Couple transform 100-year-old boat into impressive eco-friendly home – and it only costs £20 per month to run
A creative couple have spent three years renovating a 100-year-old boat into an impressive eco-friendly home – and it only costs £20 per month to run.
Gina Dutton, 45, and her husband, John, 60, spend as little as £20 per month during the summer after selling their three bedroom bungalow to live on the Bideford harbour, Devon, mortgage free.
The boat – which is powered by solar panels from March until October and even the rain is filtered so it’s usable – was purchased by the couple in January, 2016.
Previously spending £600 per month on their mortgage alone, Gina and John both worked up to 80 hours a week, in order to get by.
But they decided to pack up their lives in Anstey, Leicester after John, 60, suffered an almost fatal brain aneurysm over four years ago.
Once he returned from the hospital, they quit their jobs, sold their house and moved into a camper van and headed down to the seaside town where they stumbled across the 100-year-old boat.
The couple have transformed their eco-boat using furniture found in their charity shops, recycling centres or given to them from locals.
Gina added: “After John’s aneurysm, we began to live for today. We have always loved the sea which is why we headed down to Devon. We never imagined our new home would be a boat, it was totally random like us.
“John had to go to an emergency dental appointment which was in Bideford, whilst he was there, I had a look around and found a boat that had gone up for sale for £65,000, the day before.
“It was fate, within a week we had moved in.
“Despite having a flood last May, due to a hole, which left us up to our waist in water and meant we had to start downstairs all over again, we have loved every second of living here.
“I have learnt to love the crash and bangs from the tide against the boat, it is like being in the belly of a whale.
“Most of our furniture is from the recycling centre, I am like an eagle, I’m always scanning for scrapped furniture in the streets that we can reuse.
“We make use of everything like the doors which we found online as people were giving some away and others we found at the tip, we then painted and distressed then made them into a feature wall in our bedroom.
“We love being resourceful and living off grid teaches you that, to not be reliant on big corporations.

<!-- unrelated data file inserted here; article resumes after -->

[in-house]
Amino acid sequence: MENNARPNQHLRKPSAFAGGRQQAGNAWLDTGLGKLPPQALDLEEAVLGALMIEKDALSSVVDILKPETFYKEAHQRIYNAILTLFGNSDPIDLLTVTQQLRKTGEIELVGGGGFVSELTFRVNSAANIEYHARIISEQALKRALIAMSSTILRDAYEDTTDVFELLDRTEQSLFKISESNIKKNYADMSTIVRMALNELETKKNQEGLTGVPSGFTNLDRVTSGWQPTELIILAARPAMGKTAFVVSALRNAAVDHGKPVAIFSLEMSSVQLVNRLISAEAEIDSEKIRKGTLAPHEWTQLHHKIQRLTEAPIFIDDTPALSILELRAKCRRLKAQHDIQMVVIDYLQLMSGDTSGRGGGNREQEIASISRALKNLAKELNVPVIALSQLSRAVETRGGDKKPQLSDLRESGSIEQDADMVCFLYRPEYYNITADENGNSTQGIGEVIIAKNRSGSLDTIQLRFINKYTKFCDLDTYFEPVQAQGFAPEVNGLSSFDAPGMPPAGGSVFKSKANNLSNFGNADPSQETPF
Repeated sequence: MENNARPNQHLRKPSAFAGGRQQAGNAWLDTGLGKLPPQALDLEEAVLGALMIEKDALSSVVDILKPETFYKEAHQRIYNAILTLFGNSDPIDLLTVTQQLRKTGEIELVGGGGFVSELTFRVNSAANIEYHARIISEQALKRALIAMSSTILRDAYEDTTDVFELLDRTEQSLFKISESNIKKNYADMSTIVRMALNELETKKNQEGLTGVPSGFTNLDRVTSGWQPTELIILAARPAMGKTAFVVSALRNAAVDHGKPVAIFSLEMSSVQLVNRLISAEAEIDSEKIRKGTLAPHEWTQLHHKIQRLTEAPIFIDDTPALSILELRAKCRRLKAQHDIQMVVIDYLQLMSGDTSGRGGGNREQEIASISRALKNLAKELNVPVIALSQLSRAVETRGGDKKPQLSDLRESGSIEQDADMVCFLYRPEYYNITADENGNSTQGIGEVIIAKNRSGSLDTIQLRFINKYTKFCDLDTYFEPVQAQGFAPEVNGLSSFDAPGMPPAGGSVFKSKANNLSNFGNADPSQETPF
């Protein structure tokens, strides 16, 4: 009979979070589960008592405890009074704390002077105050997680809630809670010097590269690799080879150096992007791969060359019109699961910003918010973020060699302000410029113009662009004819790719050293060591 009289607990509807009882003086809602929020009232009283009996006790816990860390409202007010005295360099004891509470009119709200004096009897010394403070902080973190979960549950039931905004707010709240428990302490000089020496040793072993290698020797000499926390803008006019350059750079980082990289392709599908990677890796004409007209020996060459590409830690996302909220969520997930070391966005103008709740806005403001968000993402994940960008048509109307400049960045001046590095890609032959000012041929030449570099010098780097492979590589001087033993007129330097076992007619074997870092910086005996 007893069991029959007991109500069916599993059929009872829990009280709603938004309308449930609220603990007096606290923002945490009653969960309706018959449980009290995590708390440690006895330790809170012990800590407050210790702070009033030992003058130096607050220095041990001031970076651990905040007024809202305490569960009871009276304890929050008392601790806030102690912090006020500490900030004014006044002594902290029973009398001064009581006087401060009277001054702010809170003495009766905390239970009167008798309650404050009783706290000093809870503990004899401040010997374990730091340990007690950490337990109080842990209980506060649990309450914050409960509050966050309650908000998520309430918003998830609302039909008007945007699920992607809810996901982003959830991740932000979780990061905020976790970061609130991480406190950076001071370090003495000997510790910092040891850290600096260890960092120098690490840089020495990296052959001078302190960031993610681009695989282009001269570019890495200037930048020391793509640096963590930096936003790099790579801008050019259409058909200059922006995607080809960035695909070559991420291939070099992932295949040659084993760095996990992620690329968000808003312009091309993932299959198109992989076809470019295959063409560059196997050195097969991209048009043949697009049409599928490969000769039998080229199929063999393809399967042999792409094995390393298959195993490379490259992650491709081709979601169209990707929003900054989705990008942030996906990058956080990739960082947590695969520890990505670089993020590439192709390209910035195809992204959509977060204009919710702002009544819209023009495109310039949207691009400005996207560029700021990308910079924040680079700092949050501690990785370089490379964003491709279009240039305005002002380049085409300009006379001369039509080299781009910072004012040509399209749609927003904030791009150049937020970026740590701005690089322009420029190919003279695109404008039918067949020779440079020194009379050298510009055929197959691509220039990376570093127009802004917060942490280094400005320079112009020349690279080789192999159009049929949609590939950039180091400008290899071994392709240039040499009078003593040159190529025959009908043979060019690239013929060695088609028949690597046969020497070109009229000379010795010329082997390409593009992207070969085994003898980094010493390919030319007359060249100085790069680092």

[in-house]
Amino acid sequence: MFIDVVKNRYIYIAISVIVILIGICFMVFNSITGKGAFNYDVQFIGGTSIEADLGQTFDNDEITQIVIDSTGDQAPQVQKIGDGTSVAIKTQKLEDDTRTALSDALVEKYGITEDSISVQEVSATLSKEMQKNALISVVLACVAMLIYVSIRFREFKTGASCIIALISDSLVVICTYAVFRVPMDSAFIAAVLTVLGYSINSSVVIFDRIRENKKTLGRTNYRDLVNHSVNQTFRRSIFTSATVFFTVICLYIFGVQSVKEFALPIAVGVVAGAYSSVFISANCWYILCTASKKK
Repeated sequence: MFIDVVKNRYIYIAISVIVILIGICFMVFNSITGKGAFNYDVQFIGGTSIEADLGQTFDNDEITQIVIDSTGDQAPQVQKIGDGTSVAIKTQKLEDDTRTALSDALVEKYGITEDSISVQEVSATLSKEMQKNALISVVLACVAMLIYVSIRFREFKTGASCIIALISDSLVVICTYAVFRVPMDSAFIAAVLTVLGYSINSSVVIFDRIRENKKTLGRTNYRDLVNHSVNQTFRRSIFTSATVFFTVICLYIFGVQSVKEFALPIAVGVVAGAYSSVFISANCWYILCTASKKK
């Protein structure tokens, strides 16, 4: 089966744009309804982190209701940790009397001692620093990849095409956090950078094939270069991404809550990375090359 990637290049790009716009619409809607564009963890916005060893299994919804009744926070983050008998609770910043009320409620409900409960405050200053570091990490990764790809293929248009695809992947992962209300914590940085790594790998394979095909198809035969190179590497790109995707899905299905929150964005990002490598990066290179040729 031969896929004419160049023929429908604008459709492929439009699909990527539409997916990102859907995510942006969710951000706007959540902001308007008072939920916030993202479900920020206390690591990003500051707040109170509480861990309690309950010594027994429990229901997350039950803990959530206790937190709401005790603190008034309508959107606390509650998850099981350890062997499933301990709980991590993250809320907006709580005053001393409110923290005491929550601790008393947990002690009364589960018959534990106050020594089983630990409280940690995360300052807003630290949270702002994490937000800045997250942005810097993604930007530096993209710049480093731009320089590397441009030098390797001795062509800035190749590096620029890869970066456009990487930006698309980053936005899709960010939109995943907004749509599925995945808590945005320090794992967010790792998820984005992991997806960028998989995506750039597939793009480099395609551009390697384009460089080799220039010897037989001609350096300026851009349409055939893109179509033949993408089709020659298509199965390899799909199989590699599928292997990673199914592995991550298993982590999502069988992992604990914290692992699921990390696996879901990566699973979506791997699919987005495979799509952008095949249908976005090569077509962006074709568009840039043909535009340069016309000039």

“All of our water comes from the rain and we have a log burner, but we still have to wear plenty of layers on the evening. We are like a pair of Eskimo’s during the winter,
“We have a little community here, we all stick together and look after each other, if there is a problem with our boat, other people who live on the water help us. We never had that living in a house, I didn’t even know my neighbours name.
“Our family have asked us to live with them during the cold winters but we never have, we love the boat too much, there is always something to do here.”
The couple’s boat – which boasts 10 rooms and is 140 feet long – has been stylishly decorated into a quirky living space.
Gina said: “It is like being in the inside of a whale’s belly, it is that big. The front room is my favourite as we have put in three big windows so I find myself looking outside at the forever changing views. Whether that be ships passing, the sun setting or a thunder storm.
“The main difference when living on the boat is that you always have to think ahead with the seasons, we spend the whole year collecting wood to prepare for the winter.
“It has definitely helped us grow as people and discover new strengths like being able to handle all situations, I’m not bothered by little things such as the electric running out or the boiler being broke anymore.
“We just fix everything ourselves now or just get on with it and bare the cold.
“Before living on the boat I was working 80 hours a week, I was a sales manager in a gym Monday to Friday and cleaned a local hospital on the weekends, I had no time for myself.
“Whereas now I am a temporary administrative assistant and work from home during the mornings and spend my afternoons with John, going for walks on the beach with our dog and collecting drift wood for a new feature wall I am working on.”
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